DHAKA, April 11 (BSS) - Bangladesh economy is expected to grow at 6.2 percent in the current fiscal year and the average annual inflation rate will rise to 11 percent, according to the Asian Development Bank (ADB).
"As the year progresses, growth will slow down in export, the major driving force of Bangladesh economy. The performance of exports is weakening, largely because of weaknesses in its key market, the eurozone, which is in a prolonged period of adjustment to its debt crisis," Teresa Kho, ADB country director to Bangladesh, forecast while speaking at the publication ceremony of 'Asian Development Outlook 2012' here today. The ADB country chief suggested tasking steps to rationalize subsidy expenditures to minimize pressure on the budget.
About rising inflation, Teresa Kho said steps should be taken to control inflation through coordination among monetary policy, fiscal and exchange policies.
Chief economist of ADB's country office Zahid Hossain also spoke on the occasion.
The GDP growth rate in the ongoing 2011-12 fiscal has been forecast at 7 percent and the current budget envisaged the average inflation rate within 7.5 percent.
The forecasts for FY2012 and FY2013 assume that it will be hard to contain inflation in FY2012, despite policy tightening, the ADB said. It said export growth slowed sharply to 13.0 per cent in the first 8 months of FY2012, from 40.3 percent in the year earlier period, which will also affect production in export- linked domestic industries.
"The rise in interest rates is expected to moderate domestic demand. GDP growth in FY2013 is expected to slip to 6.0 percent as interest rates are raised to bring down inflation, and as export growth slows further," the ADB said.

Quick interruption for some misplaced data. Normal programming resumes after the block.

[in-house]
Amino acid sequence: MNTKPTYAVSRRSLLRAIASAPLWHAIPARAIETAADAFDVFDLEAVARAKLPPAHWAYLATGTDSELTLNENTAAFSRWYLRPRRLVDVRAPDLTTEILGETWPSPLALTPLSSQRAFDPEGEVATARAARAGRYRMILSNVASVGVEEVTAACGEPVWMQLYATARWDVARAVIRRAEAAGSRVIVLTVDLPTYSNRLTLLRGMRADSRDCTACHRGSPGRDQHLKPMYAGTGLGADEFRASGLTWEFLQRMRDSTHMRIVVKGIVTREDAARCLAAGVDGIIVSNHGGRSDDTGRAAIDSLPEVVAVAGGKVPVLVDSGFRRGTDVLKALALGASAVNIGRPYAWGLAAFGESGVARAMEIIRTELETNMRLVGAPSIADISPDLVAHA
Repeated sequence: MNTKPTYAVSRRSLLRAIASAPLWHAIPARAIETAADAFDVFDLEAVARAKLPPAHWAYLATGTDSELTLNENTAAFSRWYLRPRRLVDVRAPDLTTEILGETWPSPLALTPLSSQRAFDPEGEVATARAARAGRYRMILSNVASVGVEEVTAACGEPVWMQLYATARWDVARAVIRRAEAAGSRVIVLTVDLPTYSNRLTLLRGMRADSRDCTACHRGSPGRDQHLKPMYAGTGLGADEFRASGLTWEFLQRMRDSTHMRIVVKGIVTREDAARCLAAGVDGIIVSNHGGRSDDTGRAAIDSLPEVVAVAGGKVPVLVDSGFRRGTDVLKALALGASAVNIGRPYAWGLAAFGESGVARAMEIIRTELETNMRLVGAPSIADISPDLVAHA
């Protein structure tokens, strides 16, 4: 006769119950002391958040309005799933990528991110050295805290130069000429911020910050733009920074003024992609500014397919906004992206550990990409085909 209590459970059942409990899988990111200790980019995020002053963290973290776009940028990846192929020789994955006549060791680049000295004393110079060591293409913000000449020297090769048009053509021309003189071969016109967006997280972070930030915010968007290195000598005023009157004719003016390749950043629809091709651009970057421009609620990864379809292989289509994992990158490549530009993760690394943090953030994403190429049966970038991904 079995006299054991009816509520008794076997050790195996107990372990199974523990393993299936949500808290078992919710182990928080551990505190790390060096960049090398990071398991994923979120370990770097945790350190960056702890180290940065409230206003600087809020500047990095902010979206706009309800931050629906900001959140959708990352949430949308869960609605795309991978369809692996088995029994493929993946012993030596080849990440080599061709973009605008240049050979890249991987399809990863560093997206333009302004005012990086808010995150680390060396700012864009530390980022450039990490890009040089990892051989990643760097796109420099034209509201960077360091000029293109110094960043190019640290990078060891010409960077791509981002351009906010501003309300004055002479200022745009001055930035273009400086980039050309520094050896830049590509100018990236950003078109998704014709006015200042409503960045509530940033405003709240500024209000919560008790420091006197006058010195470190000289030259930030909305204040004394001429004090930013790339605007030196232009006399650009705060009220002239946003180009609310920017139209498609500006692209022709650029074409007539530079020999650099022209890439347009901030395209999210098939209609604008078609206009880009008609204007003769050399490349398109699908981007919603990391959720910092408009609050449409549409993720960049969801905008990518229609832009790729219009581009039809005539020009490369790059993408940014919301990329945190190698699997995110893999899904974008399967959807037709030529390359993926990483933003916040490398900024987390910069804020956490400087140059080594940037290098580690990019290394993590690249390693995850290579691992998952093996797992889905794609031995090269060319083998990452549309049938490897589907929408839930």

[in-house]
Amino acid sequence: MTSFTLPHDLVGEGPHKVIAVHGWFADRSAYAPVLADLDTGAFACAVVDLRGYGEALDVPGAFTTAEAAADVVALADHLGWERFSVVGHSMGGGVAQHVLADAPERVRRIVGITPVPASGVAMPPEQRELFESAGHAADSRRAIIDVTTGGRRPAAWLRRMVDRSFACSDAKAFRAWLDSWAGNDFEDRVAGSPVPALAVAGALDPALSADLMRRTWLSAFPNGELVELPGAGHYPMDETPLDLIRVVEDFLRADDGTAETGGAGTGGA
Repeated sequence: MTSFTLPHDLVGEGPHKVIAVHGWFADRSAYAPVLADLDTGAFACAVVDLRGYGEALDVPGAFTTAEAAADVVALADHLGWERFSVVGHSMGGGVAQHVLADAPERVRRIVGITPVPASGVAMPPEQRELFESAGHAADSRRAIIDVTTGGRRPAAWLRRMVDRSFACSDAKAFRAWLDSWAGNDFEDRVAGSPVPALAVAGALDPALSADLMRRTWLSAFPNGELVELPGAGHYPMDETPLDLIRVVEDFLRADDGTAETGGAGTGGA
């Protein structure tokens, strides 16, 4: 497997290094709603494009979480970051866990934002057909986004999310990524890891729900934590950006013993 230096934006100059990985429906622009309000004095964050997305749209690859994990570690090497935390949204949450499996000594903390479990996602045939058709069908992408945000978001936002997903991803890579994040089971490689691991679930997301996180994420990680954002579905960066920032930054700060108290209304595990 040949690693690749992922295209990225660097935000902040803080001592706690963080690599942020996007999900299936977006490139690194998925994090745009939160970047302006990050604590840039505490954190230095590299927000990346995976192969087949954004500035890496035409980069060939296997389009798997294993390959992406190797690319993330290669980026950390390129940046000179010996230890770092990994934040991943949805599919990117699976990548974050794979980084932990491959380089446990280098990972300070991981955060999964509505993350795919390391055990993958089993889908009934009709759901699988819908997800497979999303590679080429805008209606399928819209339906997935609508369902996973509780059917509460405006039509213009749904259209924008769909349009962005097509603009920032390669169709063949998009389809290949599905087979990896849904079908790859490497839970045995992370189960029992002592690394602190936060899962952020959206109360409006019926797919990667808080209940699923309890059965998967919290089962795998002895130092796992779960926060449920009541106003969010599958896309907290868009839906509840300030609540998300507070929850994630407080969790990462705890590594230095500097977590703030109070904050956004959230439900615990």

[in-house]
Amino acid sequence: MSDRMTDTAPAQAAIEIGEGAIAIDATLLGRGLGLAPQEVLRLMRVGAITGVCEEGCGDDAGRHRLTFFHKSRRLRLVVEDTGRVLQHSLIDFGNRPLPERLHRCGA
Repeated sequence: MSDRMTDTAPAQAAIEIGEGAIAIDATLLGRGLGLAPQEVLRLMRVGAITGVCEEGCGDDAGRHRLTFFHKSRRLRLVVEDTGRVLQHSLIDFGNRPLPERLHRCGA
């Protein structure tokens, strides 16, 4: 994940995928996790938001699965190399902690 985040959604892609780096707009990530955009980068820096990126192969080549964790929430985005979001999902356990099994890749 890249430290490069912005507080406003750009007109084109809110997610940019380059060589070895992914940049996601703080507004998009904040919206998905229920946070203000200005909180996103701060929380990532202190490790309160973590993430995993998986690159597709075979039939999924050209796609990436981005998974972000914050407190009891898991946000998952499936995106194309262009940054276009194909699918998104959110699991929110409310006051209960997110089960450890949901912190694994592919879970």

Agricultural growth in FY2012 will moderate to 4.4 percent, crimped by rising irrigation costs (reflecting higher fuel and electricity prices) and because of the high base in the previous In FY2013, sector growth is projected to rise slightly to 4.5 percent in response to better procurement prices, as the government steps up food procurement programs and strengthens policy support, the outlook added.
It said industrial growth is expected to slow to 7.8 percent in FY2012, mainly reflecting falling export demand.
"Higher interest rates and labor costs as well as the expected increases in fuel and electricity prices will further raise the cost of production and squeeze profit margins," the ADB said.
Annual average inflation will edge up to 11 percent in FY2012, the ADB said, adding that while food inflation has traditionally driven up the headline rate, the sharp rise in nonfood prices from July 2011 has emerged as a major policy concern.
To rein in inflation, the central bank continued the previous year's credit tightening measures and raised its policy rates in September 2011 and January 2012 by 100 basis points each, to 7.75 percent and 5.75 percent, respectively.
"In January 2012, the central bank abolished the cap on commercial bank lending rates to more effectively transmit its policy to the private sector. Inflation is projected to slow to 8.5 percent in FY2013 as monetary tightening takes greater hold." Export growth is projected to slow to 12 percent in FY2012 and further to 10 percent in FY2013, mainly reflecting weak demand for garments (over three-fourths of exports) from the eurozone and from the US, which is experiencing a slow recovery from its financial crisis, the ADB said.
Although garment exports to new (mainly developing country) markets are becoming more important, they are yet to become major markets to offset declining exports to the EU and US, the two dominant traditional markets.
It said net inflows of foreign assistance declined, although FDI inflows rose marginally. Pressure on the balance of payments is expected to intensify in the forecast period, with larger import payments compared to export and remittance receipts.